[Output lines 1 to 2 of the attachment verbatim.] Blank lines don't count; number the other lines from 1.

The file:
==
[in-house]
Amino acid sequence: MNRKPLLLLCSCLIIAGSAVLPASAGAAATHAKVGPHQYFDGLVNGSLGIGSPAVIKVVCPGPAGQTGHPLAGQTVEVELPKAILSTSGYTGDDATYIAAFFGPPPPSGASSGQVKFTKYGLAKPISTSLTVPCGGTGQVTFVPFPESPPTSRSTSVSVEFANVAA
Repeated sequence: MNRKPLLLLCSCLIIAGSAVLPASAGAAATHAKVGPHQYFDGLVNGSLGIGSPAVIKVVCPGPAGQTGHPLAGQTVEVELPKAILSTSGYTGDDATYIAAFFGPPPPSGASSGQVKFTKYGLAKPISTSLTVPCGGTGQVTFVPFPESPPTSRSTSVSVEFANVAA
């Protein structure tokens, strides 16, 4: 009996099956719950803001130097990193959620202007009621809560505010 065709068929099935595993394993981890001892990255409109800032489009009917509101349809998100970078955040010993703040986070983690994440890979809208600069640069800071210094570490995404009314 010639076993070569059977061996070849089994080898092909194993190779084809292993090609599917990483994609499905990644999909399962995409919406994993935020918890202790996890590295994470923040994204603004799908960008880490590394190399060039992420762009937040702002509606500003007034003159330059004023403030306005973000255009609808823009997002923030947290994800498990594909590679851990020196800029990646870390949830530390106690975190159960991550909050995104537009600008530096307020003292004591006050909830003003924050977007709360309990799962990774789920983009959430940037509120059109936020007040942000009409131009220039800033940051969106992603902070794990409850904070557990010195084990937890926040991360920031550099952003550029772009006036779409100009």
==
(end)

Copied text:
[in-house]
Amino acid sequence: MNRKPLLLLCSCLIIAGSAVLPASAGAAATHAKVGPHQYFDGLVNGSLGIGSPAVIKVVCPGPAGQTGHPLAGQTVEVELPKAILSTSGYTGDDATYIAAFFGPPPPSGASSGQVKFTKYGLAKPISTSLTVPCGGTGQVTFVPFPESPPTSRSTSVSVEFANVAA